Purposeful Communication is Key to Sales | SalesAndMarketing.com
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Purposeful Communication is Key to Sales

The best salespeople have a plan. The customer feels like there is momentum in the relationship, and knows where things stand at any given time. Some of the best salespeople I've had the pleasure of working with ensured each piece of communication had a stated purpose for occurring.
A phone call might confirm an upcoming appointment or provide follow-up information from an earlier face-to-face meeting. E-mail also can confirm a meeting or reinforce information, but may provide more specific details than a quick phone call. With an identified purpose, I know the salesperson is not going to waste my time.
Imagine two voicemail messages the customer picks up one morning.
Message No. 1
"Hey, Bob. John from Acme Tools here. Sorry I'm calling after hours, but I've been on the road the last week and phone time has been hard to find. I wanted to catch up when you have a minute, so…give me a call tomorrow when you get a minute, OK? I'm at 212.555.0909. See you."
Message No. 2
"Hi, Bob. This is Tom Johnson from Baxter Tools. When we spoke last week, I promised to check on the price of some components on the R-17 for you, and I just got that information late today. Call me anytime tomorrow and I can go over the details with you. I'll e-mail you the information, too, before I head out this evening. You can reach my direct line at 211.555.7754. Thanks, Bob."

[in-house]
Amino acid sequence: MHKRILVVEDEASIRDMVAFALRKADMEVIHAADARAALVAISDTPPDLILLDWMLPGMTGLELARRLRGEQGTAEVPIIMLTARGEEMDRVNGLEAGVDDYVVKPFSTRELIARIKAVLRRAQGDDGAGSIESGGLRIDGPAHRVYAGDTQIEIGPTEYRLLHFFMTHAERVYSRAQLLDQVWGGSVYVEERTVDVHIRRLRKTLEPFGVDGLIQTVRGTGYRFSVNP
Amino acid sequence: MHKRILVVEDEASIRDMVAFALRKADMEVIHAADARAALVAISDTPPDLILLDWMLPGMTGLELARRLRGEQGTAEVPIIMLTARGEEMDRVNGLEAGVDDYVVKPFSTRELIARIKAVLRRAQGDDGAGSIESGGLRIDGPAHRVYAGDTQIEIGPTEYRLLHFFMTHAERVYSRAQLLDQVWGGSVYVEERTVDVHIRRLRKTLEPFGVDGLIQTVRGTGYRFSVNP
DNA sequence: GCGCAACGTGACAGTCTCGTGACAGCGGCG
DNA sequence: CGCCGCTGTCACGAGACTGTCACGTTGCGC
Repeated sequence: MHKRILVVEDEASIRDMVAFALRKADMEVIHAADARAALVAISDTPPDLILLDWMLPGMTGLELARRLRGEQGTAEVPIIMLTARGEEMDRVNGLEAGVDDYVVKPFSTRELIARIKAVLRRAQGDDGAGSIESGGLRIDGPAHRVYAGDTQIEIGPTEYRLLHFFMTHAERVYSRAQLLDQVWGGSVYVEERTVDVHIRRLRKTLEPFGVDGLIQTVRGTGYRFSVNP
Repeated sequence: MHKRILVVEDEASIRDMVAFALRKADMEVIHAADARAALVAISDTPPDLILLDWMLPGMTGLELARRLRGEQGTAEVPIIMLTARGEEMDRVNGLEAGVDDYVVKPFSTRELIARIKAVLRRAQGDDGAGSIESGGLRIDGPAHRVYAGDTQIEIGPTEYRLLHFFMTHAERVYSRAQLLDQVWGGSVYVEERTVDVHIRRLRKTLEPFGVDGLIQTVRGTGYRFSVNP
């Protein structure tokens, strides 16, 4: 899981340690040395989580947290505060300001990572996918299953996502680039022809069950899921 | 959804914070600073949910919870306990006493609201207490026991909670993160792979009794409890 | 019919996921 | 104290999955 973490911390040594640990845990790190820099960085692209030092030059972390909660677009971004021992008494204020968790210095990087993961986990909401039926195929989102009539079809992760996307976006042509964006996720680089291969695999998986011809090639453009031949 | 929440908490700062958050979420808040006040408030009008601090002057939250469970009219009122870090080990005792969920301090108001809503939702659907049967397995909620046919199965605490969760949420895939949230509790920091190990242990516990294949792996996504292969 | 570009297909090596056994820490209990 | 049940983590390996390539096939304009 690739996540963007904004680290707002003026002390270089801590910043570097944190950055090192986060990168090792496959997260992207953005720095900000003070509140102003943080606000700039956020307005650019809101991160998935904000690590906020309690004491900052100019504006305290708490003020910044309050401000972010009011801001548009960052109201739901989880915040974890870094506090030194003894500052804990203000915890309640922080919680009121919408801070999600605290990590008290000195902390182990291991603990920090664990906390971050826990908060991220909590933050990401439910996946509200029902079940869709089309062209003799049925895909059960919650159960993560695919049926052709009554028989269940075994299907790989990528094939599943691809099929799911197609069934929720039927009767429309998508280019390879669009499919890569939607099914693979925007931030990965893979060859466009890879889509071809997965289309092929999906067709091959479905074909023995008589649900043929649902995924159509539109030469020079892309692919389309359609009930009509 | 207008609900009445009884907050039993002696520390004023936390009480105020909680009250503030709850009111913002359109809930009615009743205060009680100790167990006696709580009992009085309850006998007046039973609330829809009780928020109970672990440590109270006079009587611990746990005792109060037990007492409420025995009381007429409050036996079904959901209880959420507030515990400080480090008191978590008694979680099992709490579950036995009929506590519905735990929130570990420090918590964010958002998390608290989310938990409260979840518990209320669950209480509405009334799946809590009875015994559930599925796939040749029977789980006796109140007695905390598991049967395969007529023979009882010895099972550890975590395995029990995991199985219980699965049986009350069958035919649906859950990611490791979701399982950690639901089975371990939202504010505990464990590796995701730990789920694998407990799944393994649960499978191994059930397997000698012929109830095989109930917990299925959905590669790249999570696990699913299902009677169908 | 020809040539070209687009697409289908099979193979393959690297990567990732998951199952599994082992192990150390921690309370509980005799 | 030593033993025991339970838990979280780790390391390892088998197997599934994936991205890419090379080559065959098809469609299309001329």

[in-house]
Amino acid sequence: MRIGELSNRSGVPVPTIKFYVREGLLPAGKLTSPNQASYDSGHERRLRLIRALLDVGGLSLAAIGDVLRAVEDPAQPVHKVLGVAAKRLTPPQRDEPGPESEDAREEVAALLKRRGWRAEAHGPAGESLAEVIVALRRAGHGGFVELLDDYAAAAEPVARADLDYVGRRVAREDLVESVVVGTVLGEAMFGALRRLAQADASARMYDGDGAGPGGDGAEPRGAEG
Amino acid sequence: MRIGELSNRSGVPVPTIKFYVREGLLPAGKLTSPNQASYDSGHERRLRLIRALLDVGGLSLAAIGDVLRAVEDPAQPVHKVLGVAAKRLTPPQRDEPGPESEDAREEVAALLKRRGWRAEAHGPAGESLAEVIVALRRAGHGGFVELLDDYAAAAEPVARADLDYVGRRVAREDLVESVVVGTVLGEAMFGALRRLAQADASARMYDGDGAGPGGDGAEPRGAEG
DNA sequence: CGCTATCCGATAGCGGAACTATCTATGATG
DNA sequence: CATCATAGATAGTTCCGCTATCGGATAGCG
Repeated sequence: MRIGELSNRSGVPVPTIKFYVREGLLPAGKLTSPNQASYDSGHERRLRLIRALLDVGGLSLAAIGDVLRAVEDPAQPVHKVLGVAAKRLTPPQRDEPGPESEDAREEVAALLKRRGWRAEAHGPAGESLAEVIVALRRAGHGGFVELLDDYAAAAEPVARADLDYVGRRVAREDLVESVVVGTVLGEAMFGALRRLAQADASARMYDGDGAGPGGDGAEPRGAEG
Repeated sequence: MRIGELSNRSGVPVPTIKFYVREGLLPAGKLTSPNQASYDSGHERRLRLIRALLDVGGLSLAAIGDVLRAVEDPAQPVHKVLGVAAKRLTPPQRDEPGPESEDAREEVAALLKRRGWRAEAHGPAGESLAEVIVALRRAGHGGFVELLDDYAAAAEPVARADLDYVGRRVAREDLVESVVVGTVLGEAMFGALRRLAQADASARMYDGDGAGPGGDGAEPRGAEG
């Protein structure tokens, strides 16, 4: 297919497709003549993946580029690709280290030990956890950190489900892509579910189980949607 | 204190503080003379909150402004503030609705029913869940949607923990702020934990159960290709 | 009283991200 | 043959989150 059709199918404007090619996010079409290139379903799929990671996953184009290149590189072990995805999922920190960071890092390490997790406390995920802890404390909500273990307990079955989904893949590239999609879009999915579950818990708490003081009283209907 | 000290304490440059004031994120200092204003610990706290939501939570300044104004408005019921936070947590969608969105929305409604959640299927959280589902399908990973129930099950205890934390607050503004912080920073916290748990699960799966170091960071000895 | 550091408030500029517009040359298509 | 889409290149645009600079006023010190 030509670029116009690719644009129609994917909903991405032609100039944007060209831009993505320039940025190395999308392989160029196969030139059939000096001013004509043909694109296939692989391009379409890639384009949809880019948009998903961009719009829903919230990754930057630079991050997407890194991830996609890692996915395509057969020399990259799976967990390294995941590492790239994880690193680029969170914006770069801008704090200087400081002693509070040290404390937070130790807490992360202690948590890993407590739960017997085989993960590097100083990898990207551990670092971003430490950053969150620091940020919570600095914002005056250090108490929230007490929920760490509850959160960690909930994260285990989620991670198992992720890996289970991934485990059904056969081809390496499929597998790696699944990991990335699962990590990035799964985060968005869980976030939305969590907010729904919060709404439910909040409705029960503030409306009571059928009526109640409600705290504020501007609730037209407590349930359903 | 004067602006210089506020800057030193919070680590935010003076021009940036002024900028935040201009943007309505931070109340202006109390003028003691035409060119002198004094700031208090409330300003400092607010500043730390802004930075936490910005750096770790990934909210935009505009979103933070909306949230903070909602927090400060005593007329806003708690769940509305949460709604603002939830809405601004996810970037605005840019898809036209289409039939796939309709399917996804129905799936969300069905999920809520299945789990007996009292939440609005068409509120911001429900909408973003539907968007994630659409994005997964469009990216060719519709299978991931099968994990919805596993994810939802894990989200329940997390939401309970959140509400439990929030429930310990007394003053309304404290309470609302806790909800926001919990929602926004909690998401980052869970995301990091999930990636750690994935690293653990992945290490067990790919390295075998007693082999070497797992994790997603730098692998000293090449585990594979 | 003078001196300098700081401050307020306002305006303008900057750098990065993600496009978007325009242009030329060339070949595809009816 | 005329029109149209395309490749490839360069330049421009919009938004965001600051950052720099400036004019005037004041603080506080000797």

If I'm returning one of those calls, Tom has my attention. It's brief, tells me why he called, and also offers an e-mail to confirm his message. John might get a call back, if time allows, but I don't know why he called, and I easily may decide to wait for him to call me back instead.
Let's not forget some sales people prefer a personal touch—it doesn't always have to be all business. If a customer is a baseball fanatic for his local team, throwing a game comment in a voicemail or e-mail won't derail your purpose in calling—as long as that purpose is still clear and the message brief. If Tom added this to the above message, has he fouled out, or is he still likely to get to first base? (No second base jokes; I don't know Tom that well yet.)
"Hi, Bob. This is Tom Johnson from Baxter Tools. Did you catch the Phillies last night? That was a great game—wasn't sure they could pull it out in the ninth, but they did it! Anyway, when we spoke last week I promised to check on the price of some components on the R-17 for you…"
If Tom knows his customer likes baseball, the comment seems reasonable, quick, and it relates to the customer but doesn't bog down the message with an instant replay of the game. (Writing from the home of the Kansas City Royals, I rarely have salespeople dwell much on recent games, so please note these are purely hypothetical examples based on ancient memories of a team with a winning record.)
What buyers want is a reason for your communication. Whether it is a face-to-face meeting, a phone call, or e-mail, have a point and get to it. Your customer will be much more receptive to your next call when he knows you respect his time and can keep to the designated point.